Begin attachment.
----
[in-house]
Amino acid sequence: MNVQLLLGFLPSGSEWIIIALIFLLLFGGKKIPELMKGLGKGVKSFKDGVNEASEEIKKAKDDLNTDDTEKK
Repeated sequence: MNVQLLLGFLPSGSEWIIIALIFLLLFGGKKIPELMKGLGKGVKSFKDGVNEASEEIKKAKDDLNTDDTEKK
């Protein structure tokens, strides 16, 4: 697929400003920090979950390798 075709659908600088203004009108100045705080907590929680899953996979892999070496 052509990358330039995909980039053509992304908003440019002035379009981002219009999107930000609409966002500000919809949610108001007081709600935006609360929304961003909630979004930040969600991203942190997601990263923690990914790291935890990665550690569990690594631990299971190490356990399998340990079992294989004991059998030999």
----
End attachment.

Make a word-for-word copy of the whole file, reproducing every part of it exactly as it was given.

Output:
[in-house]
Amino acid sequence: MNVQLLLGFLPSGSEWIIIALIFLLLFGGKKIPELMKGLGKGVKSFKDGVNEASEEIKKAKDDLNTDDTEKK
Repeated sequence: MNVQLLLGFLPSGSEWIIIALIFLLLFGGKKIPELMKGLGKGVKSFKDGVNEASEEIKKAKDDLNTDDTEKK
């Protein structure tokens, strides 16, 4: 697929400003920090979950390798 075709659908600088203004009108100045705080907590929680899953996979892999070496 052509990358330039995909980039053509992304908003440019002035379009981002219009999107930000609409966002500000919809949610108001007081709600935006609360929304961003909630979004930040969600991203942190997601990263923690990914790291935890990665550690569990690594631990299971190490356990399998340990079992294989004991059998030999």